The full context points to this instruction being applied to “believers” in the plural,  congregational sense.  This is the more natural application in the immediate context as well as the general tendency of application in both of the recorded letters to Corinth.

Scripture-block application to this question

Paul, writing to the church in Corinth, implores them to have no fellowship with unbelievers.

!! scripture-block context extra important here !!

After his “don’t do this” instruction, he eventually tells them what to do – “cleanse ourselves” and bring “holiness to completion in the fear of God.” (7:1)

And they devoted themselves to the apostles’ teaching and the fellowship, to the breaking of bread and the prayers.

Christians were devoted to the apostles’ teaching and the fellowship (collective) activities of breaking bread and prayer.

Immediately following the mass conversion (3,000) on the Day of Pentecost, the saints began meeting together and established what became known as the church in Jerusalem (Acts 8:1, 11:22).

Scripture-block application to this question

The first local church was devoted to each other through/by the apostles teaching and certain congregational activities.

Therefore, holy brothers, you who share in a heavenly calling, consider Jesus, the apostle and high priest of our confession,

Brethren, you who are holy and share in a heavenly calling, consider Jesus, the messenger and high priest of our faith,

Letter to Jewish Christians that is calling on them to “hold fast” in spite of persecution.  The main argument is the “better” things that exist for them through Christ Jesus. Chapter three deals specifically with Jesus’ superiority to Moses himself (vss 1-6) and goes on to compare the followers of Moses to those of Jesus.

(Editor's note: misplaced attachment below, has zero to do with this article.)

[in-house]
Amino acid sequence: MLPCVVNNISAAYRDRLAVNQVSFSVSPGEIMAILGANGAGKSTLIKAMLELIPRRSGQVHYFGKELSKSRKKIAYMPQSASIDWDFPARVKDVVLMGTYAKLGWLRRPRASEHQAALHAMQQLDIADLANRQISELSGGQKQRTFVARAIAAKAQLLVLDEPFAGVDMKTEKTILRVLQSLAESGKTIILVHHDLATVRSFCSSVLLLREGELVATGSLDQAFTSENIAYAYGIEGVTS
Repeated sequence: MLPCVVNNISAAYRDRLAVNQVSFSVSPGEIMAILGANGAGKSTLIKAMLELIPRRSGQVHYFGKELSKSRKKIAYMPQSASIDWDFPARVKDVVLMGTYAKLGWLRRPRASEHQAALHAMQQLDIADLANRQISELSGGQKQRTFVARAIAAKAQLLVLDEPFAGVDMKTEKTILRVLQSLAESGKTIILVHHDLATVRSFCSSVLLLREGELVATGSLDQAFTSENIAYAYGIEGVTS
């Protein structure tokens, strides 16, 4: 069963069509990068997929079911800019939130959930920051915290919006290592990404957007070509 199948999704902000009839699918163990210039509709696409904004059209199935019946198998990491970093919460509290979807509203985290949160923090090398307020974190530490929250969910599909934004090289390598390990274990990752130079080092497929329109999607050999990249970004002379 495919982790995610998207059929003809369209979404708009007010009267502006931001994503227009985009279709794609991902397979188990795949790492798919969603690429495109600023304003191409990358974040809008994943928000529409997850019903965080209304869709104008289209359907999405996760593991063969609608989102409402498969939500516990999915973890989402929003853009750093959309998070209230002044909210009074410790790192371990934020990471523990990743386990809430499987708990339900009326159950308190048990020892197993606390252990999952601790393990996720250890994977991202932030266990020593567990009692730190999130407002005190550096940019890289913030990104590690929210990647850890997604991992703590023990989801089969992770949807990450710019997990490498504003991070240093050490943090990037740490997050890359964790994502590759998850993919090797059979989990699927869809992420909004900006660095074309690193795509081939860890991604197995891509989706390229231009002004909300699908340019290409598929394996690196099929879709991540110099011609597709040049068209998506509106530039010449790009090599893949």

Scripture-block application to this question

The writer’s “brothers” are those with whom he shares (e.g. partnered, fellowship) in “a heavenly calling”.

Do two walk together, unless they have agreed to meet?
Two don’t come together unless they are in agreement.

God is presenting His case (via Amos) to the northern nation (Israel) – even “the whole family that I brought up out of the land of Egypt” (vs 1). This verse is a core proverb that was violated by the people in their disobedience (e.g. disagreement) and “iniquities” (vs 2).

Scripture-block application to this question

A general proverb from God (through Amos) that states the principle of fellowship.

This mystery is that the Gentiles are fellow heirs, members of the same body, and partakers of the promise in Christ Jesus through the gospel.

This mystery is that the Gentiles jointly share [with us Jews] the promise of Jesus Christ in the gospel.  Because of this we are all members of the same body.

Paul is discussing the gospel message in terms of a “mystery” that’s been “made known” to all (vs 5 and other places like 1 Corinthians 4:1 – “This is how one should regard us, as servants of Christ and stewards of the mysteries of God.”). It was given to him to preach, bringing “the light to everyone” and carried forward by the church (vss 9,10), and here highlighting the inclusion of the Gentiles.